"Polanic was huge – played a few games for us with the North Stars – and he took a run at Jake and laid him out. And as Jake was trying to get up, the helmet was twisted around, and the glasses were sideways from his head to his chin, and we were all on the ice howling.''

Nanne was a senior for the 1962-63 season, when coach John Mariucci put McCoy, a junior two years removed from playing for St. John's on the outdoor ice in Collegeville, with him.

"Maroosh said, 'Jake, Nanne's going to taking off up the ice, so you stay back and try to cover the skaters that get behind him.' Jake was good skater, a good player. He was on the 1964 Olympic team with Herb and Dave Brooks, and a bunch of Gophers.' ''

McCoy had a long run as Richfield's hockey coach, also coached at Washburn when City Hockey still was competitive in Minneapolis, and coached youth hockey for years.

"After he retired, he took a job driving one of those Park and Ride buses at the airport, just to do something. Jake told the story: He took a fast turn, and an older lady came flying off the seat and down the aisle, and his bus-driving days came to a quick end.''

Then, Louie started laughing, and said, "What a character.''

Also: quite a contributor to Louie's legend. Nanne won the WCHA scoring title as a defenseman in 1962-63 with Jake back there to stop the potential pitfalls tied to Louie's adventures.

Last month, the WCHA, likely to be in its final winter as a men's hockey league, started to unveil all-decade teams. The 1960s were amazing, and this was the six-player team:

Goalie-Tony Esposito, Michigan Tech. Forwards-Keith "Huffer'' Christiansen, UMD; Bill Masterton, Denver; and Red Berenson, Michigan. Defense-Keith Magnuson, Denver, and Nanne, Gophers.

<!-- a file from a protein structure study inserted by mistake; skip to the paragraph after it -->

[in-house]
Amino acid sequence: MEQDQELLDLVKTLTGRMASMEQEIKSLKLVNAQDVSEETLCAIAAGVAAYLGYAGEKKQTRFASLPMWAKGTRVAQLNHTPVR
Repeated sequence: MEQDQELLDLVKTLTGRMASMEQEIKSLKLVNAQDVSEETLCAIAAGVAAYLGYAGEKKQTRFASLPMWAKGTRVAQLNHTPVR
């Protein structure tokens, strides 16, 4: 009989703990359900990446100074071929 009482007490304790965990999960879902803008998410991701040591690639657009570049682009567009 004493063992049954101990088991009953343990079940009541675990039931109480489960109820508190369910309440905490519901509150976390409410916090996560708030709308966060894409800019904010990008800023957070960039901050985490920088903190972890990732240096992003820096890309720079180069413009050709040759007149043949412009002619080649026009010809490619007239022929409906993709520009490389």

That scoring title certainly helped Louie to join the distinguished group, and thus, thanks to Jake McCoy for staying home when necessary.



+Shelly Anderson, a basketball legend both at Augsburg (All-America in 1973 and school Hall of Famer) and with St. Paul's "Noonball'' crew of hoops lifers, has a book printed by The University of Arkansas Press. It's part of a Twin Cities Sports series and titled, "Games for All Seasons.'' The book is dedicated to Bill McKee and Keith Hardeman, two outstanding athletes and close Anderson friends who have died.

+Chris Middlebrook, the Twin Cities crusader for the sport of bandy, has published "The Bandy Chronicles: My Pursuit of a Forgotten Sport.'' This one can be ordered online.

While searching, you also can find Middlebrook's long, photo-filled essay headlined, "A 100-Year Grudge? Why Bandy is not in the Winter Olympics.'' is one of locations for that.

+Ron Evjen has written "The Last Minute – a Viking Miracle,'' a book centered on the Hayfield Vikings improbable run to a second straight state basketball tournament in 1968 that included a victory over mighty Austin. Admirers of big vs. small lore from our one-class state tournament days can search the title and get a summation at Google Books.

+John Mulligan sent me a copy of "A Little Pain,'' a fictional account of a murder set in Plainview, Minn. There's a charismatic football coach, two high school friends, and one turns into a lawyer defending the other for murder.

I didn't dive into it as of yet, but the unofficial prologue does some excellent scene setting for life in a small Minnesota town in the 1950s and 1960s. Google search the title and Mulligan … it'll pop up.